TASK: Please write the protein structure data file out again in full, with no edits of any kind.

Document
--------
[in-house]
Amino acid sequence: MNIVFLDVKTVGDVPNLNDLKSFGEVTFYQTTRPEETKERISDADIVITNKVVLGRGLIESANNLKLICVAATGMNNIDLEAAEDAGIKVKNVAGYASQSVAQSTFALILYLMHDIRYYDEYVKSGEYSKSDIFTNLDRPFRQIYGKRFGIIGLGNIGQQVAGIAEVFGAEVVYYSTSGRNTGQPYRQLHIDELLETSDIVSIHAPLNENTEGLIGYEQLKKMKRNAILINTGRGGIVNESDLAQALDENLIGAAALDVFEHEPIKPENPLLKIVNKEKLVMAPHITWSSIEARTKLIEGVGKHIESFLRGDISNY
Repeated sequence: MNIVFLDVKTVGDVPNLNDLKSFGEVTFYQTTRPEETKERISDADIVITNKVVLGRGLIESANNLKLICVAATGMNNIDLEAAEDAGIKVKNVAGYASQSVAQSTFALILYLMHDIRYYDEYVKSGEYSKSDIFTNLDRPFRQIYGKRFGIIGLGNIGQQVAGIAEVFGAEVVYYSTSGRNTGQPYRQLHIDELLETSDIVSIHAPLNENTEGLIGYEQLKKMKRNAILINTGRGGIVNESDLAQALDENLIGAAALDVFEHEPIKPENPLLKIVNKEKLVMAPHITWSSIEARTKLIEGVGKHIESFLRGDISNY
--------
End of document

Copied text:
[in-house]
Amino acid sequence: MNIVFLDVKTVGDVPNLNDLKSFGEVTFYQTTRPEETKERISDADIVITNKVVLGRGLIESANNLKLICVAATGMNNIDLEAAEDAGIKVKNVAGYASQSVAQSTFALILYLMHDIRYYDEYVKSGEYSKSDIFTNLDRPFRQIYGKRFGIIGLGNIGQQVAGIAEVFGAEVVYYSTSGRNTGQPYRQLHIDELLETSDIVSIHAPLNENTEGLIGYEQLKKMKRNAILINTGRGGIVNESDLAQALDENLIGAAALDVFEHEPIKPENPLLKIVNKEKLVMAPHITWSSIEARTKLIEGVGKHIESFLRGDISNY
Repeated sequence: MNIVFLDVKTVGDVPNLNDLKSFGEVTFYQTTRPEETKERISDADIVITNKVVLGRGLIESANNLKLICVAATGMNNIDLEAAEDAGIKVKNVAGYASQSVAQSTFALILYLMHDIRYYDEYVKSGEYSKSDIFTNLDRPFRQIYGKRFGIIGLGNIGQQVAGIAEVFGAEVVYYSTSGRNTGQPYRQLHIDELLETSDIVSIHAPLNENTEGLIGYEQLKKMKRNAILINTGRGGIVNESDLAQALDENLIGAAALDVFEHEPIKPENPLLKIVNKEKLVMAPHITWSSIEARTKLIEGVGKHIESFLRGDISNY